On 15 November 2008, around 9:00 a.m., approximately fifteen masked Israeli settlers from the illegal outpost of Havat Ma’on attacked three Palestinian shepherds who were grazing their flocks in a valley south of the outpost.  The settlers came running down from a ridge above the shepherds, hurling rocks. The shepherds were able to get their flocks away before the rocks injured them.

During the incident, the settlers were able to steal two of the shepherds’ donkeys.  The settlers killed one donkey with a knife wound in the chest area.  They slashed another across the throat, but the donkey survived.

Settlers also hit two internationals from Christian Peacemaker Teams—who were accompanying the shepherds—with large rocks.  One CPTer sustained minor injuries.

The Israeli police were called four times before responding to the incident.  They did not initially respond to reports of settlers attacking Palestinian shepherds and internationals, but only responded when they learned of the attack on the donkeys.

The assault occurred on land the shepherds graze daily and which the settlers hope to take for the expansion of Havat Ma’on.  Replacing the donkey will cost around 1000 NIS, or $265.  The Israeli occupation has impoverished the shepherds of the area, and they are currently dependent on outside food aid.

For additional photos, see http://cpt.org/gallery/Settlers-Kill-Donkey.
See also a video containing a small portion of the event and aftermath: http://www.youtube.com/watch?v=gFPaPaURfI0.
(Warning: pictures and video both contain graphic images of slain donkey.)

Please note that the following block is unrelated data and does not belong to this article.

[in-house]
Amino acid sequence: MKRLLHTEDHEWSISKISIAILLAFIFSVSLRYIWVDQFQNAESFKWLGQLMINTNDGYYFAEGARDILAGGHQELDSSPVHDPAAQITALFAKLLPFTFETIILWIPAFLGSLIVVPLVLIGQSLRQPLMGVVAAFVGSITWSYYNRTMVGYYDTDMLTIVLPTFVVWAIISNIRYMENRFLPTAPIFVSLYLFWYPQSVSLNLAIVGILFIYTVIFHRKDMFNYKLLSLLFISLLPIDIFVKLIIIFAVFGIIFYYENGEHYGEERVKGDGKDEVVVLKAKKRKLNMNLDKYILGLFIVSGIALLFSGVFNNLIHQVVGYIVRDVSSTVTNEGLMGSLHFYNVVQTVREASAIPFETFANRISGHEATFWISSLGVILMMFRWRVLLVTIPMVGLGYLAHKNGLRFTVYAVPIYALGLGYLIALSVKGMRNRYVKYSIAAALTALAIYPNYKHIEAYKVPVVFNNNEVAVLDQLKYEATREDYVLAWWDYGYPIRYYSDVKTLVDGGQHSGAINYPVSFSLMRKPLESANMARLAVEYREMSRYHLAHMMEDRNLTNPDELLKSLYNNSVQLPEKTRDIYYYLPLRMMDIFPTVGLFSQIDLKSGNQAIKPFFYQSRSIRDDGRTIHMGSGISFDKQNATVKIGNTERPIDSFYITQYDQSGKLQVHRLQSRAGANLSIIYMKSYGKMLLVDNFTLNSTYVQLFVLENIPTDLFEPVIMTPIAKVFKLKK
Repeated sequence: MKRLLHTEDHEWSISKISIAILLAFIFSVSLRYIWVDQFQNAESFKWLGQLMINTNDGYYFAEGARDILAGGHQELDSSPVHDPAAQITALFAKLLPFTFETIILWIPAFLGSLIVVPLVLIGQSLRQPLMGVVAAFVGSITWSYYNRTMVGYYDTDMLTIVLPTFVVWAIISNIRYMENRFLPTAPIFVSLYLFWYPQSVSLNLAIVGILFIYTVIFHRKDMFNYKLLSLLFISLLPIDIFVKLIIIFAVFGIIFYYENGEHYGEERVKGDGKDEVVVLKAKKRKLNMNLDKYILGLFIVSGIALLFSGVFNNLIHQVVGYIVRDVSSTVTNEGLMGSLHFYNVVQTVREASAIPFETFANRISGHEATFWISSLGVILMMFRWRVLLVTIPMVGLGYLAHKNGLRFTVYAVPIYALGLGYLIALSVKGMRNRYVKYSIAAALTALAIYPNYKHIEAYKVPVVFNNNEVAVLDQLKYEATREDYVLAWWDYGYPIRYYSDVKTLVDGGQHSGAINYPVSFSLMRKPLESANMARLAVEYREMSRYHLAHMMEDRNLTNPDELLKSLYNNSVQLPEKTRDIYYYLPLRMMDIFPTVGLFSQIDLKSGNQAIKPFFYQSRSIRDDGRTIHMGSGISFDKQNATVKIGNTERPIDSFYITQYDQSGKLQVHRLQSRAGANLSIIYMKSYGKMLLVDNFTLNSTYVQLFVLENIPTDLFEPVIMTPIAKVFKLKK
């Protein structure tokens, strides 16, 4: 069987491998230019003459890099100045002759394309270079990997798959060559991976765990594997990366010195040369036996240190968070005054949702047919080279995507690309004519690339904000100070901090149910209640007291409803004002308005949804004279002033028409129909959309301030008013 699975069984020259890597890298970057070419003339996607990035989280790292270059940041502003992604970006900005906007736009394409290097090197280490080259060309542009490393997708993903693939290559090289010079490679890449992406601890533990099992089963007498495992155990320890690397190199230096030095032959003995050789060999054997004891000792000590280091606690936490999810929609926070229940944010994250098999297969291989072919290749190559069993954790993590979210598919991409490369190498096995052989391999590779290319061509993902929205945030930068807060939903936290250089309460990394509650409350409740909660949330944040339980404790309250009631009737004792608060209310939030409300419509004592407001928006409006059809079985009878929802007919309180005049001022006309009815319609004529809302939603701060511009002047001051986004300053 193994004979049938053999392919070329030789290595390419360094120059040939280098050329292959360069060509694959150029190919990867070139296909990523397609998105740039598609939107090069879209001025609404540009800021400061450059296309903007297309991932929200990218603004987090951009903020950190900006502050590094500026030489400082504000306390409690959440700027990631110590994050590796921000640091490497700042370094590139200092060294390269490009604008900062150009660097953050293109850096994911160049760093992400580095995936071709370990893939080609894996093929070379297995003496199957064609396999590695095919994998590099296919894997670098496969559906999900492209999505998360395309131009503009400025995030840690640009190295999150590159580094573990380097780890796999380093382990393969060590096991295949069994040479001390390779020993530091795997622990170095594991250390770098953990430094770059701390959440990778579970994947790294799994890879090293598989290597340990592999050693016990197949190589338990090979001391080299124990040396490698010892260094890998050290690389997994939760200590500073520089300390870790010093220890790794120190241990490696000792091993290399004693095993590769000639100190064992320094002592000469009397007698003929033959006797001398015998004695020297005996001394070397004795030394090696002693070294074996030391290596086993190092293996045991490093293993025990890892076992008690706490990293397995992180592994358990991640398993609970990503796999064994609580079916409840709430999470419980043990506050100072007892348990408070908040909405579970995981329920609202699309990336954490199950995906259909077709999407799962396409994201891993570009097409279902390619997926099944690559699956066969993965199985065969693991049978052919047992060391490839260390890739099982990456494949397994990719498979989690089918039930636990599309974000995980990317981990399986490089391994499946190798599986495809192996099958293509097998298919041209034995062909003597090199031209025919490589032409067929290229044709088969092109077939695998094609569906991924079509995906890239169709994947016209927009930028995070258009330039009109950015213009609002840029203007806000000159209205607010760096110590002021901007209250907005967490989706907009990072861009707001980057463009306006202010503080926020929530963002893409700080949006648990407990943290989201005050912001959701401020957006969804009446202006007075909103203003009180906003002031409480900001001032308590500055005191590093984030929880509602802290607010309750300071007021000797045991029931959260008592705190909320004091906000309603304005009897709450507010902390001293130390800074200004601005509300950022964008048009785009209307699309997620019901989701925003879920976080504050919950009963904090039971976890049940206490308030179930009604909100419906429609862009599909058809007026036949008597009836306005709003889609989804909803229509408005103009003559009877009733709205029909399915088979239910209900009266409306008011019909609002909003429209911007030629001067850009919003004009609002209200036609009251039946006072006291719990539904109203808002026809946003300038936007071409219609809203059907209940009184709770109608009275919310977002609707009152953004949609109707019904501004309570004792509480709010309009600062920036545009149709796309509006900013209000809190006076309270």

No matter one’s feelings about the situation in the Middle East and Palestine/Israel, I would hope you, as a reader, can recognize the horror of the event above.  While this is not something that happens every day, the idea that such a situation exists where a people daily encounter threats or the possibility of violence as large scale as this or even the “simple” harassment of throwing rocks at children on the way to school, with seemingly no reaction from the International community, is almost as much a scar on us as it is to those who commit such actions.

Education of the situation in Palestine, especially in the West Bank where settlement expansion continues to take place, is extremely important for everyone.  I call upon you to learn for yourself, tell others you know what you have read here and what you learn elsewhere, write letters to the editor of your newspaper, do whatever it takes so you and others in your life know the details or the situation (feel free to ask me, too, if you’d like).  But no matter what, it is clearly time that we as a nation and as fellow human beings with all people around the world recognize the oppression of the Palestinian people and work toward a non-violent, peaceful end to the situation that creates an environment where such horrors go unnoticed by the world community.

Some resources to get you started:
Christian Peacemaker Teams (Palestine teams): www.cpt.org/work/palestine
Michigan Peace Team (Palestine teams blog): mptinpalestine.blogspot.com
International Middle East Media Center (general news of Palestine): www.imemc.org
Haaretz (Israeli newspaper with news from another point of view): www.haaretz.com
(Read here an interesting article from Haaretz regarding US opinions of the peace talks)